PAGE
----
KS History – Group D

blogs about KS history

Abilene, KS: Cattle Trades & Crime October 19, 2009

Filed under: Uncategorized — janae25 @ 10:06 pm

abilene

Abilene, KS is a moderate city in Dickerson County, with a population of 6,835.* Known for being the home of the famous President Dwight D. Eisenhower, it is often overlooked for its initial claim to fame.

In 1861, Abilene, KS was founded. It started as a small prairie village along the Smoky Hill Trail. During the first six years after being founded, the town offered little resemblance to a city. All of that changed when a man by the name of Joseph McCoy came into town. He had a vision of Abilene becoming a robust town, full of cattle and trade. He soon started promoting Abilene to anyone and everyone, stating that it was the perfect place to start a business.

During the 1860s-1880s, cattle trails became very popular in the Midwest regions of the United States. Joseph McCoy ventured that cattle trades would be successful in Abilene, and soon started creating an easy trade market with cattle dealers in Texas. In 1867, McCoy’s Great Western Stockyards started taking in Texas cattle. Abilene was towards the end of the cattle trails and became a popular headquarter for cattle trades.

However, the good times in Abilene did not last long. In spring of 1868, the town’s population became overcrowded with businessmen, gamblers, gunmen, and brothels. There was no law enforcement, therefore the free for alls that occurred between the crooks and brothels continued throughout the streets. The July edition of the Topeka Commonwealth declared, “At this writing Hell is now in session in Abilene.”** Until the fall of 1869, the continuation of Texas cattle trades and unlawful activities continued in Abilene.

Around 1870, the city of Abilene tried to gain law and orderly conduct in the town. The first sheriff and deputy created a town jail and a “no gun” law. Later, two men were hired from St. Louis to gain civil conduct, but after surveying the town, they disappeared and were never heard from again.

Not long after this, the city of Abilene appointed Marshal Smith as sheriff. He was able to create some peace, but unfortunately, that November he was ambushed and killed, along with his deputy. The city leaders were distraught and unsure of what to do next. They searched for someone to fill Marshal Smith’s shoes, and stumbled upon Wild Bill Hickok. He was a noted government scout and gunman. Hickok did a fabulous job of maintaining order in Abilene.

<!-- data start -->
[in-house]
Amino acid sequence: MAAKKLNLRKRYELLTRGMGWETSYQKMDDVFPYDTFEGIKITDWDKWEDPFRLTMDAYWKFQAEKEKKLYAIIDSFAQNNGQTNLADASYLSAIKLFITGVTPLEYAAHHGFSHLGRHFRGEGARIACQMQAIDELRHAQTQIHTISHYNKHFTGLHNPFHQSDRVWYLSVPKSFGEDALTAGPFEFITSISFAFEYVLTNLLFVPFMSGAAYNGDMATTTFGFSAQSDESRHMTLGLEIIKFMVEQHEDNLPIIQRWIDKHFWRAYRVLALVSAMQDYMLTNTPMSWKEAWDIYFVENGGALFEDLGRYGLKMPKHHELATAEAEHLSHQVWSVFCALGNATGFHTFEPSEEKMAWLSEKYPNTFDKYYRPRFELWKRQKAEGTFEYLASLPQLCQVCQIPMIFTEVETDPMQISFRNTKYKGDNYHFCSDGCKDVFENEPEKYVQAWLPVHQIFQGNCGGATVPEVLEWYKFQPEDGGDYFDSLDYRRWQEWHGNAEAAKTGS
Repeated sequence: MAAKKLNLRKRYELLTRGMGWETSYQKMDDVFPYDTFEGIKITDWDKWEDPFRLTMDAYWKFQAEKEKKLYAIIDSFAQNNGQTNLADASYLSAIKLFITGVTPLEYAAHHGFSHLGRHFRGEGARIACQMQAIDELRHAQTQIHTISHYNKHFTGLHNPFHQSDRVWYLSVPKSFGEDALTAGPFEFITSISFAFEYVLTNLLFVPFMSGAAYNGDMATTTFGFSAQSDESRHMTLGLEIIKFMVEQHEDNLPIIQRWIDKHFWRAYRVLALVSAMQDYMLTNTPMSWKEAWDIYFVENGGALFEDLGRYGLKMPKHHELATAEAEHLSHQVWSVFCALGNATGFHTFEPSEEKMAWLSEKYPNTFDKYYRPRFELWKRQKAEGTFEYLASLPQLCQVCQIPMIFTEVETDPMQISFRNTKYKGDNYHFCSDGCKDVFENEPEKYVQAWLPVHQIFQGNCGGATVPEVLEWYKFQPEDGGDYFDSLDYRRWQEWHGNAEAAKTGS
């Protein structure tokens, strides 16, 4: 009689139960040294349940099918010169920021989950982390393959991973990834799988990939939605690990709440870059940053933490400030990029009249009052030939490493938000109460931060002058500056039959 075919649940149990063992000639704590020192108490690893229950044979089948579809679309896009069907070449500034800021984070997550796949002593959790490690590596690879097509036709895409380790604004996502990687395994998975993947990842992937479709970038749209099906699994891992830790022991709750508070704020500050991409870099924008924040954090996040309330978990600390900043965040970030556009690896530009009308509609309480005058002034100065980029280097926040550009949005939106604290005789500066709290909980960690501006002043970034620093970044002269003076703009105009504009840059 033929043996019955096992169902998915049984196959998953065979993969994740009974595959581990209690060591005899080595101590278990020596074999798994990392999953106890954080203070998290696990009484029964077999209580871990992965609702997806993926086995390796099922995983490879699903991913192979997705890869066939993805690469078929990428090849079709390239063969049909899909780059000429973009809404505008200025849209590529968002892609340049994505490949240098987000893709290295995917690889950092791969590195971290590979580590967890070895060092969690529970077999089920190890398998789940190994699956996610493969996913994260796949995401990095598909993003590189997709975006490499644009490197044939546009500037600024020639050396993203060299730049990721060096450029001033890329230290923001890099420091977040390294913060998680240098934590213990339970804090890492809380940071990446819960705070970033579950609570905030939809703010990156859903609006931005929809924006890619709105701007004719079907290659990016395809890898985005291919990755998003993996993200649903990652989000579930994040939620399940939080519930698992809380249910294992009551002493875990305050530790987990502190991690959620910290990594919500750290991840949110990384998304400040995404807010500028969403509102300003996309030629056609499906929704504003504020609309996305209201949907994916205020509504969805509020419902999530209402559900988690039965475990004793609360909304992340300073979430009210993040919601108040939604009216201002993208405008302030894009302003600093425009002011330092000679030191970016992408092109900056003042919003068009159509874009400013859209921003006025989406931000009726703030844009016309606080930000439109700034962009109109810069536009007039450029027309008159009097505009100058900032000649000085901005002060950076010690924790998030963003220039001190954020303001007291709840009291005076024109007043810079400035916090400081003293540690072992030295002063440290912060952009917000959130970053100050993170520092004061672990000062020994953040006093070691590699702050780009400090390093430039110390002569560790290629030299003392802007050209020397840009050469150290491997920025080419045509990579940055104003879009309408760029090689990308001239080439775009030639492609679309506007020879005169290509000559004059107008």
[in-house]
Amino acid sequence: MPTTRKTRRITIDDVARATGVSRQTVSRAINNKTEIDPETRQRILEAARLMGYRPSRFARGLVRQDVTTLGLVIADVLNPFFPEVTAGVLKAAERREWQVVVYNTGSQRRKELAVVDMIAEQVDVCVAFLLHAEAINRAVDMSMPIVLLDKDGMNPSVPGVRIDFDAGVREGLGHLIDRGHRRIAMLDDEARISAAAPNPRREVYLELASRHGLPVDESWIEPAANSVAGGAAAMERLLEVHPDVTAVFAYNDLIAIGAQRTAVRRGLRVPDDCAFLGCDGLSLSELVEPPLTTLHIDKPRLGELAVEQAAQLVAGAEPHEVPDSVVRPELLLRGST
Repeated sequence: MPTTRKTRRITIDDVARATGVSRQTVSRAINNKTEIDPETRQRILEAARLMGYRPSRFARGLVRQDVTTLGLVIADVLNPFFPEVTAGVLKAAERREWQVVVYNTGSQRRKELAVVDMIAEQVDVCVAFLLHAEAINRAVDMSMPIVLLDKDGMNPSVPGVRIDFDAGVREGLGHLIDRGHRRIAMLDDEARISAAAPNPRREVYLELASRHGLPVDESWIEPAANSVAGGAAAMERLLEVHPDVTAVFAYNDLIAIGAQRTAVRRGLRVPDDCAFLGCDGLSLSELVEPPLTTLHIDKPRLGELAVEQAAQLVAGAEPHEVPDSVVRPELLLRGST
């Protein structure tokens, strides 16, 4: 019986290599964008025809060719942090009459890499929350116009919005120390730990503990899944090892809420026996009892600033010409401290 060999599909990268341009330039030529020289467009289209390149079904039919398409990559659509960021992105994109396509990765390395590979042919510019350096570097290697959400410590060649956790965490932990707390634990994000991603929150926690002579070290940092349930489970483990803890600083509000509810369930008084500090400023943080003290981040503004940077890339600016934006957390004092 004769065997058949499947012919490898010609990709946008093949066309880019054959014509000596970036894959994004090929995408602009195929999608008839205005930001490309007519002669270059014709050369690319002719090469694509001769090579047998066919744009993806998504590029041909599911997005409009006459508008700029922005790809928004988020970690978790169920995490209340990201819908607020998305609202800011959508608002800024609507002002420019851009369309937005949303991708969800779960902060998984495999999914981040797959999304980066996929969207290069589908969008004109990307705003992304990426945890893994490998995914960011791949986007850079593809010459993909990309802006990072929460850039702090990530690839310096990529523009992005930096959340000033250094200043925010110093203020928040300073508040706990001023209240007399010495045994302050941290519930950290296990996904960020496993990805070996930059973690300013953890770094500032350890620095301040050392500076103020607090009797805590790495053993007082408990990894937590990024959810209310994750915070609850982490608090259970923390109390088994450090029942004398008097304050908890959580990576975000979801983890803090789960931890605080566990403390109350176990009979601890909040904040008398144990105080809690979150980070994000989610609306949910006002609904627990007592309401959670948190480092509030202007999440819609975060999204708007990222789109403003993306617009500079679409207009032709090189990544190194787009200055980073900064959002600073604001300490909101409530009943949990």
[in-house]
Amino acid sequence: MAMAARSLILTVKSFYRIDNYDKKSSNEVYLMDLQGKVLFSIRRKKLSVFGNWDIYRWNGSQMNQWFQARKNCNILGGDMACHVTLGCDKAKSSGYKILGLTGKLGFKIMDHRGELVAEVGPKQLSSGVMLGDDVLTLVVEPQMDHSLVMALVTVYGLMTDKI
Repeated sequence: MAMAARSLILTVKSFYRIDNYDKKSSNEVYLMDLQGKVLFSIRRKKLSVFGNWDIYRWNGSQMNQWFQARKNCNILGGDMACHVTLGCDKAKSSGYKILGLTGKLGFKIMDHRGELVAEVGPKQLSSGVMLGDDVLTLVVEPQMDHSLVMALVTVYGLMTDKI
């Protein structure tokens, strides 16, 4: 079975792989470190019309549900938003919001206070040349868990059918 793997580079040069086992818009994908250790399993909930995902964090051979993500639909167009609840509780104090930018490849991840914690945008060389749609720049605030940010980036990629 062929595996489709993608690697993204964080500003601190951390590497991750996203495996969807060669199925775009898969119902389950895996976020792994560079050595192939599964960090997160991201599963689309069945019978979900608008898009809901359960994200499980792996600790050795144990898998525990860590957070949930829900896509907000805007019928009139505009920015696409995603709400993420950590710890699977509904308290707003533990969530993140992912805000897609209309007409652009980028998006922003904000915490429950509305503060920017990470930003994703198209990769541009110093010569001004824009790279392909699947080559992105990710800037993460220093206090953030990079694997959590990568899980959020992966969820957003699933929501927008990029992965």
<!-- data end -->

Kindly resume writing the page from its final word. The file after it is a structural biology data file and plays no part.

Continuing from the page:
The fall of 1871 led the slowing of the cattle trade in Abilene. Soon after, Abilene reverted back to a quiet town, that is, until our 34th President was elected.

The cattle trades and crime found in Abilene are often overlooked in Kansas’s history. I never learned about any of this prior to this class, and I found it really interesting. I thought that cattle were always in Kansas. It is very interesting to discover that they were in fact moved here! For education majors, this could be interesting to add to your curriculum while giving lessons on Kansas day, instead of doing another lesson on the state flower.

*http://www.abilenecityhall.com/

**http://www.kansascattletowns.org/abilene/abilene_history.html

Picture from: http://www.historyonthenet.com/American_West/images/abilene.jpg

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2 Responses to “Abilene, KS: Cattle Trades & Crime”

  1. Chelsea Cornwell Says:

    Abilene is a very cool town. I actually grew up not too far from there, so I have visited many times. It has a lot of character and charm. When you visit there it is hard to imagine it how it was originally, filled with cattle! There are so many things to see, such as the Eisenhower Center, Great Plains Theater, Greyhound Hall of Fame and the Heritage Center, just to name a few. It’s almost hard to believe how much history is in Abilene and how significant it was not only in Kansas but for the whole nation. For anyone interested in history it is a really great place to visit.

  2. Andrea Says:

    Abilene is the county seat of DICKINSON County, KS, not “Dickerson”. Especially if this is being used as an educational source on Kansas, I hope that is fixed soon! Hard to believe that no one else noticed that error.


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